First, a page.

I have two questions.

In the UK, to do (or is it read?) a roll call is commonly referred to as "calling out the register". It's been so long since I was a child that I'm not absolutely sure how students responded. I think it was "Present, miss/sir"

I also seem to remember students just raising their hands. Are there different responses in the rest of the English speaking world?

Secondly, I am experiencing difficulty in pronouncing roll call. I can say each word separately without any trouble but when I join the two together it sounds as if I'm saying "rolkol"; "rolekol" or "rol kol" I've looked in wiktionary and TFD but neither have the pronunciation. Should I pronounce roll in "roll call" as /rəʊl/ or /roʊl/?


It seems responding to the roll call with "present" has become dated both in the UK and the US whether it holds true for Canada and Australia is unknown. Apparently, British students responded with "Yes, miss/sir" until the 70s but now the simple, "Here" is heard on both sides of the Atlantic. The Longman Contemporary English Dictionary, claims that call/take the register is old fashioned in the UK, but I wonder if that really is the case, and whether in the US "calling the roll" is becoming dated as suggested by the Google Ngram chart in @bib's answer.

  • 1
    40 years ago in the UK it was definitely "Yes, miss". – Andrew Leach Jan 24 '14 at 11:42
  • Ahh, @AndrewLeach was it?! So when did "present" become more accepted? – Mari-Lou A Jan 24 '14 at 11:44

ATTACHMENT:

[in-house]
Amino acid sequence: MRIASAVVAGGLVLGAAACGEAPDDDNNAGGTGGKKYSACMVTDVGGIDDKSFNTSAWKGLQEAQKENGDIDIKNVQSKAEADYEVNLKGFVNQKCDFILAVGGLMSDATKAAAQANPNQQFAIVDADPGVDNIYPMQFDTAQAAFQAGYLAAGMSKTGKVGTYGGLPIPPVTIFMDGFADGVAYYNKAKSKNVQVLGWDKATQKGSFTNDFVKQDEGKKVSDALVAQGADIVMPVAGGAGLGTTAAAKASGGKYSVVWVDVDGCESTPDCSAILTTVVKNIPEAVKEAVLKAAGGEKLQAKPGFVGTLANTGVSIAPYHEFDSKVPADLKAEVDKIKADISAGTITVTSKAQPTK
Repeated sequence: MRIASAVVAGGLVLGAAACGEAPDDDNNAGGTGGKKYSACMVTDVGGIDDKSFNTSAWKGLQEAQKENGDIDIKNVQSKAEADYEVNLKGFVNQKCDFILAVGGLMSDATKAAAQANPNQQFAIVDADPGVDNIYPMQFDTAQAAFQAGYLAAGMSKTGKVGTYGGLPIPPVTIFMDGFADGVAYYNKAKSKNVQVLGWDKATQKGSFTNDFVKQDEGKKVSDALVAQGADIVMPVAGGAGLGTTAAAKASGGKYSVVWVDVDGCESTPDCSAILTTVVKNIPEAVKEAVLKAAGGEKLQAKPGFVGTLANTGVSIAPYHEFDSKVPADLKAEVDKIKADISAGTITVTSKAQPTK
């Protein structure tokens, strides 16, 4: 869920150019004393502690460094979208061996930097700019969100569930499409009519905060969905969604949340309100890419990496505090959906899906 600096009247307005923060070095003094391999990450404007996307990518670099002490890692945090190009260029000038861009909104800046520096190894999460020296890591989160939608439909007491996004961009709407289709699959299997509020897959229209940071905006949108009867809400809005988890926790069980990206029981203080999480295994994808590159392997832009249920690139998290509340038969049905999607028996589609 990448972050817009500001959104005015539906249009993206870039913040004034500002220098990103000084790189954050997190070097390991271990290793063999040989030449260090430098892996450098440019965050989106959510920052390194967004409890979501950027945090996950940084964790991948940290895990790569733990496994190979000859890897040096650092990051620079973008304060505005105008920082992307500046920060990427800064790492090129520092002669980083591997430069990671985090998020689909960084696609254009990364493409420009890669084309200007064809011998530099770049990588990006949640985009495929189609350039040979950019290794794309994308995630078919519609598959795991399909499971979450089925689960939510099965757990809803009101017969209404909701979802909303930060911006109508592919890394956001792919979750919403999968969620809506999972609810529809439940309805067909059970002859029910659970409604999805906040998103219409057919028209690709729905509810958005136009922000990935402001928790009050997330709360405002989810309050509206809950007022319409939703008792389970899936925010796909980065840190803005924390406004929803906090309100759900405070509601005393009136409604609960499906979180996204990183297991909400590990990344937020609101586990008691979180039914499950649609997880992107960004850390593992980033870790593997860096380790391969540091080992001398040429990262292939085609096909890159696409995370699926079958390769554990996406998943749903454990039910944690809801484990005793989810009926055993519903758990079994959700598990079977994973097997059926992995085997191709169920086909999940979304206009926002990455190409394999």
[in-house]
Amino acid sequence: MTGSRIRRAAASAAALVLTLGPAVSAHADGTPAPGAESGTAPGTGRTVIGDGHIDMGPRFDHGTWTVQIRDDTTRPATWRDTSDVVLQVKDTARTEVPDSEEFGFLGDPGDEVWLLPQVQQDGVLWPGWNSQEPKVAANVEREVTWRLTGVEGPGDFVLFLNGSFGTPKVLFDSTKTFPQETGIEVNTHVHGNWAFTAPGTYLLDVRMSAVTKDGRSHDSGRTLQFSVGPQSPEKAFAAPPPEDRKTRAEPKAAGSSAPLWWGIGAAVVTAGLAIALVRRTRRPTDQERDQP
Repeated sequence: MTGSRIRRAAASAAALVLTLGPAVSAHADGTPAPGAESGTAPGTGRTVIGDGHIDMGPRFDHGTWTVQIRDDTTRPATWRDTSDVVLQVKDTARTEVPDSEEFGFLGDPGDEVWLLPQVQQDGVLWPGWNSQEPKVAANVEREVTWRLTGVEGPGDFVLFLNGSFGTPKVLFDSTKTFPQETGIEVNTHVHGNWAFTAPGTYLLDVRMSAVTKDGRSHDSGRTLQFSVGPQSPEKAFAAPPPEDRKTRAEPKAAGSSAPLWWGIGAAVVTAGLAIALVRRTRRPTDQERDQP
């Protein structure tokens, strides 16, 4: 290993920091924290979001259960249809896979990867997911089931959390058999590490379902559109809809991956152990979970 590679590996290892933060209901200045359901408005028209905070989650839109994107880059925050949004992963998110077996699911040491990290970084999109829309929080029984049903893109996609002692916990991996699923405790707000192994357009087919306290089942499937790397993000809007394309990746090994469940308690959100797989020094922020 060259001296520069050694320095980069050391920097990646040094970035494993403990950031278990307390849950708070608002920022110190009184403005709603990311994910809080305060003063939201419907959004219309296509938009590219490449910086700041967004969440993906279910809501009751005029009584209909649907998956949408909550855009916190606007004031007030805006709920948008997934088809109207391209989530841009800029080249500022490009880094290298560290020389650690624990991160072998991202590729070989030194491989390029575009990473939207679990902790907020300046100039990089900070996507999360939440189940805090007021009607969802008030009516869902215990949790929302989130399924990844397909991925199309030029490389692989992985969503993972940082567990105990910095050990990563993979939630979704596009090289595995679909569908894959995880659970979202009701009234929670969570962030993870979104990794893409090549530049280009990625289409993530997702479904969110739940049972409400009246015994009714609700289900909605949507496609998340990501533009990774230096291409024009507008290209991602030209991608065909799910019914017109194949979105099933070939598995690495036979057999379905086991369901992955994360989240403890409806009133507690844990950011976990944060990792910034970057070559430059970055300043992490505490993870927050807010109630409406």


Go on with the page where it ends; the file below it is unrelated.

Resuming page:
• 1
    /rəʊl/ and /roʊl/ are IPA for the British and American versions of the vowel in bowl, hole, soul, toll (which is pronounced slightly differently on either side of the Atlantic). – Peter Shor Jan 24 '14 at 11:54
  • 2
    In suburban LA, the standard response was "huh?" – emsoff Jan 24 '14 at 19:34
  • 2
    In my experience, contemporary Canadian usage varies; yes, yup, yeah, here, present, uh-huh are all quite common, and sometimes a student will say something entirely different. It is usually called taking attendance. – Anonym Jan 24 '14 at 20:12

In the US, the most common answer is Here. While Present was also heard in the 1950s and earlier, this has largely disappeared except in smug exaggeration.

There are slight variances in regions across the US with a more significant oh (as in bowl) heard in the Northeast, and less so in the Midwest.

SUPPLEMENT: Calling the roll was used in schools through the late 20th century, and roll call is still used in the military and uniformed services, such as fire and police, and in legislative bodies (as in a roll call vote). Since the 1980s, the phrase taking attendance has become more common, as reflected in this ngram.

  • 2
    This was exactly my experience (30 years ago when last I was in that position). I understand in some parts of the country (Philadelphia?) "Yo" can be used. – T.E.D. Jan 24 '14 at 13:22

As there are a few anecdotal answers here, here's mine (which is more recent - I left Sixth Form a few months ago) - for a state school in the UK:

"Yes/Here Miss/Sir" is the usual reply (obviously the "yes/here" isn't linked to whether it's "Sir" or "Miss").

I've never actually heard anyone speak of calling the register - it was usually referred to (by students and staff alike) as either "taking" or "doing" the register. I never encountered another way of referring to it, so I certainly wouldn't call "taking" dated at all.